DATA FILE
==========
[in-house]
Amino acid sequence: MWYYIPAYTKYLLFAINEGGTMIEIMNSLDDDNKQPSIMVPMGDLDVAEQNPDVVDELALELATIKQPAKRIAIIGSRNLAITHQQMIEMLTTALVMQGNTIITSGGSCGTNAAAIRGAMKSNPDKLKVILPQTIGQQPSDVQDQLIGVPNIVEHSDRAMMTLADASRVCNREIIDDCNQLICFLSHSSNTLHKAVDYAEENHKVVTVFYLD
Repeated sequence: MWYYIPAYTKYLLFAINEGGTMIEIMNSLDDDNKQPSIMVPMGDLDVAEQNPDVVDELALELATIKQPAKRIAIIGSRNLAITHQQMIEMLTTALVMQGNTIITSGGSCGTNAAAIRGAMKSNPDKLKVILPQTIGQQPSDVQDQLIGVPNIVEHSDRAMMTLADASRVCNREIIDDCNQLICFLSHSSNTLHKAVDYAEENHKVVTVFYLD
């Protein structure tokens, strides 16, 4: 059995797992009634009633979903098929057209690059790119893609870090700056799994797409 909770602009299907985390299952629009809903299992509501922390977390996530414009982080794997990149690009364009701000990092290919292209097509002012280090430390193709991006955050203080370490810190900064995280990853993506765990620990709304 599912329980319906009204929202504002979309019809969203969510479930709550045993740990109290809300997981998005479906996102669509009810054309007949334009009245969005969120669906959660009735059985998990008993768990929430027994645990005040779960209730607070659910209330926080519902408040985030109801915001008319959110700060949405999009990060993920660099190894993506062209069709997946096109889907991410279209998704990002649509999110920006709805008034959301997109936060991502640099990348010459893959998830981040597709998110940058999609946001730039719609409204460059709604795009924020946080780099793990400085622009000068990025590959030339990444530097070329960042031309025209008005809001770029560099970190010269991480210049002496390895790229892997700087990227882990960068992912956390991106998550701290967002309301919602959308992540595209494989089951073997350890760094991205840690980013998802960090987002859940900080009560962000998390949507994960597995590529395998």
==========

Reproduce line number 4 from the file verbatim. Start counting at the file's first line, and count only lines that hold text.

């Protein structure tokens, strides 16, 4: 059995797992009634009633979903098929057209690059790119893609870090700056799994797409 909770602009299907985390299952629009809903299992509501922390977390996530414009982080794997990149690009364009701000990092290919292209097509002012280090430390193709991006955050203080370490810190900064995280990853993506765990620990709304 599912329980319906009204929202504002979309019809969203969510479930709550045993740990109290809300997981998005479906996102669509009810054309007949334009009245969005969120669906959660009735059985998990008993768990929430027994645990005040779960209730607070659910209330926080519902408040985030109801915001008319959110700060949405999009990060993920660099190894993506062209069709997946096109889907991410279209998704990002649509999110920006709805008034959301997109936060991502640099990348010459893959998830981040597709998110940058999609946001730039719609409204460059709604795009924020946080780099793990400085622009000068990025590959030339990444530097070329960042031309025209008005809001770029560099970190010269991480210049002496390895790229892997700087990227882990960068992912956390991106998550701290967002309301919602959308992540595209494989089951073997350890760094991205840690980013998802960090987002859940900080009560962000998390949507994960597995590529395998």